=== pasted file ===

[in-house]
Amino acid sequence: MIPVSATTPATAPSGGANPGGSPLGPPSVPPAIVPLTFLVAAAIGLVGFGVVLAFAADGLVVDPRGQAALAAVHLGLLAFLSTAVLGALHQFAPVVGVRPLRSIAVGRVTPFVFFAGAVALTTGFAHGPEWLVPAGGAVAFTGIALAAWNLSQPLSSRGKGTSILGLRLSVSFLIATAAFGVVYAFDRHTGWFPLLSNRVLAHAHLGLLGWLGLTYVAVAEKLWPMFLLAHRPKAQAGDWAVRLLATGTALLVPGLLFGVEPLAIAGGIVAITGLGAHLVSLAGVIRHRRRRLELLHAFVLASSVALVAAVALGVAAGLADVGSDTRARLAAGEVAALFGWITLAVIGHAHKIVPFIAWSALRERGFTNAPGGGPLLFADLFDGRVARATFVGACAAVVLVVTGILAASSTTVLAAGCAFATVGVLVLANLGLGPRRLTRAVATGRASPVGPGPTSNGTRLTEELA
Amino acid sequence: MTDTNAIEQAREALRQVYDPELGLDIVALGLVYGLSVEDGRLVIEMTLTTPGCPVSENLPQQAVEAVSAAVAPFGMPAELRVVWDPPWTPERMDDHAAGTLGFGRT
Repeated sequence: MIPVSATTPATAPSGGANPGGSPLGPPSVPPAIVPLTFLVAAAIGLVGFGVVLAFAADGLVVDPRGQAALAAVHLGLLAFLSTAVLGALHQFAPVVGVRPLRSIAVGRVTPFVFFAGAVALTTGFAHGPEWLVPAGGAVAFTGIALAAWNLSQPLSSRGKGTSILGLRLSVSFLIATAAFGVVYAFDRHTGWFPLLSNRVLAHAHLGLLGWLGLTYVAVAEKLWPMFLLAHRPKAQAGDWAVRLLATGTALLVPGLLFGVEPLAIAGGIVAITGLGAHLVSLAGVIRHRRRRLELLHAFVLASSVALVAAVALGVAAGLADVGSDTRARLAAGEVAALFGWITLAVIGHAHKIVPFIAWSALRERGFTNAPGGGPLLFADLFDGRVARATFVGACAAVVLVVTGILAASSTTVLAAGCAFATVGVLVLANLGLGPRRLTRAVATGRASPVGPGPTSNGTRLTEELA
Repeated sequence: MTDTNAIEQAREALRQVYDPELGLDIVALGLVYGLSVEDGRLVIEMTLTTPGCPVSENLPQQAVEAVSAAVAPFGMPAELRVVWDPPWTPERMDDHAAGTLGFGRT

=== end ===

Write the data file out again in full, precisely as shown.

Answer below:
[in-house]
Amino acid sequence: MIPVSATTPATAPSGGANPGGSPLGPPSVPPAIVPLTFLVAAAIGLVGFGVVLAFAADGLVVDPRGQAALAAVHLGLLAFLSTAVLGALHQFAPVVGVRPLRSIAVGRVTPFVFFAGAVALTTGFAHGPEWLVPAGGAVAFTGIALAAWNLSQPLSSRGKGTSILGLRLSVSFLIATAAFGVVYAFDRHTGWFPLLSNRVLAHAHLGLLGWLGLTYVAVAEKLWPMFLLAHRPKAQAGDWAVRLLATGTALLVPGLLFGVEPLAIAGGIVAITGLGAHLVSLAGVIRHRRRRLELLHAFVLASSVALVAAVALGVAAGLADVGSDTRARLAAGEVAALFGWITLAVIGHAHKIVPFIAWSALRERGFTNAPGGGPLLFADLFDGRVARATFVGACAAVVLVVTGILAASSTTVLAAGCAFATVGVLVLANLGLGPRRLTRAVATGRASPVGPGPTSNGTRLTEELA
Amino acid sequence: MTDTNAIEQAREALRQVYDPELGLDIVALGLVYGLSVEDGRLVIEMTLTTPGCPVSENLPQQAVEAVSAAVAPFGMPAELRVVWDPPWTPERMDDHAAGTLGFGRT
Repeated sequence: MIPVSATTPATAPSGGANPGGSPLGPPSVPPAIVPLTFLVAAAIGLVGFGVVLAFAADGLVVDPRGQAALAAVHLGLLAFLSTAVLGALHQFAPVVGVRPLRSIAVGRVTPFVFFAGAVALTTGFAHGPEWLVPAGGAVAFTGIALAAWNLSQPLSSRGKGTSILGLRLSVSFLIATAAFGVVYAFDRHTGWFPLLSNRVLAHAHLGLLGWLGLTYVAVAEKLWPMFLLAHRPKAQAGDWAVRLLATGTALLVPGLLFGVEPLAIAGGIVAITGLGAHLVSLAGVIRHRRRRLELLHAFVLASSVALVAAVALGVAAGLADVGSDTRARLAAGEVAALFGWITLAVIGHAHKIVPFIAWSALRERGFTNAPGGGPLLFADLFDGRVARATFVGACAAVVLVVTGILAASSTTVLAAGCAFATVGVLVLANLGLGPRRLTRAVATGRASPVGPGPTSNGTRLTEELA
Repeated sequence: MTDTNAIEQAREALRQVYDPELGLDIVALGLVYGLSVEDGRLVIEMTLTTPGCPVSENLPQQAVEAVSAAVAPFGMPAELRVVWDPPWTPERMDDHAAGTLGFGRT